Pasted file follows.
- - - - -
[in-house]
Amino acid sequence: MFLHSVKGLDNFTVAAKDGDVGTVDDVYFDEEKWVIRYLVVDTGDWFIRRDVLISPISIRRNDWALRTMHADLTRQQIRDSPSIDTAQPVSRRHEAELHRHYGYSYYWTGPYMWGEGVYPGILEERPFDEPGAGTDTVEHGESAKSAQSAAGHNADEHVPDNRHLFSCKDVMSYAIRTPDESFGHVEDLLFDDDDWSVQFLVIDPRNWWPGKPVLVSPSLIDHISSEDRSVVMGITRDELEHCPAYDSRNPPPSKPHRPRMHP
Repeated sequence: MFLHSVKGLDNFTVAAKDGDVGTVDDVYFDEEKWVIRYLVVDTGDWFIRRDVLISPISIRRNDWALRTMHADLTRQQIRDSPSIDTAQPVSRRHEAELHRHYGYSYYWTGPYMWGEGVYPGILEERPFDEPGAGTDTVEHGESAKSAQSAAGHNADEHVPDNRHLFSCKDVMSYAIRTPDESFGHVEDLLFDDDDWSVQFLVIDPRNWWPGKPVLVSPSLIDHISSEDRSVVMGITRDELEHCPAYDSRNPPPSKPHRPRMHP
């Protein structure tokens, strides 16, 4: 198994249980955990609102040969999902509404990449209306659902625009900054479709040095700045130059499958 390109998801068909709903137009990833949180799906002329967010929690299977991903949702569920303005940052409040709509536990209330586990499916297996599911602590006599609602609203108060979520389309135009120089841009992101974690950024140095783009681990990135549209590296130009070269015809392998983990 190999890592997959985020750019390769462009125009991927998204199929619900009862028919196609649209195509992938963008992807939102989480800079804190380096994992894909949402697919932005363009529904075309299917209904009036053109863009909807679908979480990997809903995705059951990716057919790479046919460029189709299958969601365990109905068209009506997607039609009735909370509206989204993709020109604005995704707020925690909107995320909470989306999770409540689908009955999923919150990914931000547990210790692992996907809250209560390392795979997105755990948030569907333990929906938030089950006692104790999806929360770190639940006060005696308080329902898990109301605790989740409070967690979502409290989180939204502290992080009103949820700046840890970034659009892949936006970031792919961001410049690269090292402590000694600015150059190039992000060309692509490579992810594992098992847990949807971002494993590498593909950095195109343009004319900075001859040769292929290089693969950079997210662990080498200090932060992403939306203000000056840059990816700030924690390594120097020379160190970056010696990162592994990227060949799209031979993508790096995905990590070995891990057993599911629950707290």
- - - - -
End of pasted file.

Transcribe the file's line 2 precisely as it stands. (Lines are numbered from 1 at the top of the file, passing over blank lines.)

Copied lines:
Amino acid sequence: MFLHSVKGLDNFTVAAKDGDVGTVDDVYFDEEKWVIRYLVVDTGDWFIRRDVLISPISIRRNDWALRTMHADLTRQQIRDSPSIDTAQPVSRRHEAELHRHYGYSYYWTGPYMWGEGVYPGILEERPFDEPGAGTDTVEHGESAKSAQSAAGHNADEHVPDNRHLFSCKDVMSYAIRTPDESFGHVEDLLFDDDDWSVQFLVIDPRNWWPGKPVLVSPSLIDHISSEDRSVVMGITRDELEHCPAYDSRNPPPSKPHRPRMHP